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[572] the Federal right for Jackson's attack. With one staff officer, I rode across and beyond the Plank road, in the direction of the Old turnpike, pursuing a path through the woods, momentarily expecting to find evidence of the enemy's presence. Seeing a wooded hill in the distance, I determined, if possible, to get upon its top, as it promised a view of the adjacent country. Cautiously I ascended its side, reaching the open spot upon its summit without molestation. What a sight presented itself before me! Below, and but a few hundred yards distant, ran the Federal line of battle. I was in rear of Howard's right. There were the line of defence, with abatis in front, and long lines of stacked arms in rear. Two cannon were visible in the part of the line seen. The soldiers were in groups in the rear, laughing, chatting, smoking, probably engaged, here and there, in games of cards, and other amusements indulged in while feeling safe and comfortable, awaiting orders. In rear of them were other parties driving up and butchering beeves. The remembrance of the scene is as clear as it was sixteen years ago. So impressed was I with my discovery, that I rode rapidly back to the point on the Plank road where I had left my cavalry, and back down the road Jackson was moving, until I met “Stonewall” himself. “General,” said I, “if you will ride with me, halting your column here, out of sight, I will show you the enemy's right, and you will perceive the great advantage of attacking down the Old turnpike instead of the Plank road, the enemy's lines being taken in reverse. Bring only one courier, as you will be in view from the top of the hill.” Jackson assented, and I rapidly conducted him to the point of observation. There had been no change in the picture.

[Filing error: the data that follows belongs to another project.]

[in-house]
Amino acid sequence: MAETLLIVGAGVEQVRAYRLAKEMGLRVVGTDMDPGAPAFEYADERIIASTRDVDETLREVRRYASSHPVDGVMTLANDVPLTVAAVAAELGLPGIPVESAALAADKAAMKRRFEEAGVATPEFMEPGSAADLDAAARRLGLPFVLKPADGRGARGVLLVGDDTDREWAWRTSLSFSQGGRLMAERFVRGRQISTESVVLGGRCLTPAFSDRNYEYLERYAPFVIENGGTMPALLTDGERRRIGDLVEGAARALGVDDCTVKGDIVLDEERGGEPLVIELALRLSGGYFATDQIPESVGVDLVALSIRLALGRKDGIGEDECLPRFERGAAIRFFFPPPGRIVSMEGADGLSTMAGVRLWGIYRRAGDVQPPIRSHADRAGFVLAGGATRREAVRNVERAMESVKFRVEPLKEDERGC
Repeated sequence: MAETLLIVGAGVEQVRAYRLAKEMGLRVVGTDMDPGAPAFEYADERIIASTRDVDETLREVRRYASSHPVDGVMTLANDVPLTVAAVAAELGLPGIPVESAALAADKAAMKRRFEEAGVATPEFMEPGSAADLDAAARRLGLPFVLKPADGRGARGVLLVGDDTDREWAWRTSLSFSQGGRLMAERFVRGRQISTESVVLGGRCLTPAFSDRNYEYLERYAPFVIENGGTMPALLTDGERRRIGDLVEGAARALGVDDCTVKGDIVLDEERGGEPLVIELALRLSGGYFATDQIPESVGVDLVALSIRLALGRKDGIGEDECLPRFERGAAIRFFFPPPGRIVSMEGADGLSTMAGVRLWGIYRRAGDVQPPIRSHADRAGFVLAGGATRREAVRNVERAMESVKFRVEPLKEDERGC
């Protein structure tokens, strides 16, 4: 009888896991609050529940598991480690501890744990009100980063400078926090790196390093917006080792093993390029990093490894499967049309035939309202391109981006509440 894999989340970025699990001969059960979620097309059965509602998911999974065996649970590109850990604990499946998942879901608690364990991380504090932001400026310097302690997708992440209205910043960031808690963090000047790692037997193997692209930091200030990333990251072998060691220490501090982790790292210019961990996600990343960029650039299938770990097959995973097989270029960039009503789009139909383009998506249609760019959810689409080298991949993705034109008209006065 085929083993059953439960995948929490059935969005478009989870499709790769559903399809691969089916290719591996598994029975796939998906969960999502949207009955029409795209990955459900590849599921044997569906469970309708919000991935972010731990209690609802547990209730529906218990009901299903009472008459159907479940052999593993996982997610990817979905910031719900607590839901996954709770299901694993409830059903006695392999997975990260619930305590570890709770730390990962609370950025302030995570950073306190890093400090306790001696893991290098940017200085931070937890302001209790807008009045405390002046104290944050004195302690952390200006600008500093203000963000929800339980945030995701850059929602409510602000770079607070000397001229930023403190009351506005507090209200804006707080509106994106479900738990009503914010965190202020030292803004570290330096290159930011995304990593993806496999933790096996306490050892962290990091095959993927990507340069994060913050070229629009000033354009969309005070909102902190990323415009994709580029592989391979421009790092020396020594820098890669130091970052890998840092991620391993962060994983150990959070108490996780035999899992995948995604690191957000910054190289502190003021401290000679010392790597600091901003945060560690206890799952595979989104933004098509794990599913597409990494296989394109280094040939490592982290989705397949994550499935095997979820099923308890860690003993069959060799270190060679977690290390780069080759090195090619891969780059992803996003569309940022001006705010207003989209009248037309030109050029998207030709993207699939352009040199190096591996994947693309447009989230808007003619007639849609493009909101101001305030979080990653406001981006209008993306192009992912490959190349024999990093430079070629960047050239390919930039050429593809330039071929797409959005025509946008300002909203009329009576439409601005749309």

I only knew Jackson slightly. I watched him closely as he gazed upon Howard's troops. It was then about 2 P. M. His eyes burned with a brilliant glow, lighting up a sad face. His expression was one of intense interest, his face was colored slightly with the paint of approaching battle, and radiant at the success of his flank movement. Was he happy at the prospect of the “delightful excitement” --terms, Dick Taylor says, he used to express his pleasure at being under fire? To the remarks made to him while the unconscious line of blue was pointed out, he did not reply once during the five minutes he was on the hill, and yet his lips were moving. From what I have read and heard of Jackson since that day, I know now what he was doing then. Oh! “beware of rashness,” General Hooker. Stonewall Jackson is praying in full view and in rear of your right flank!

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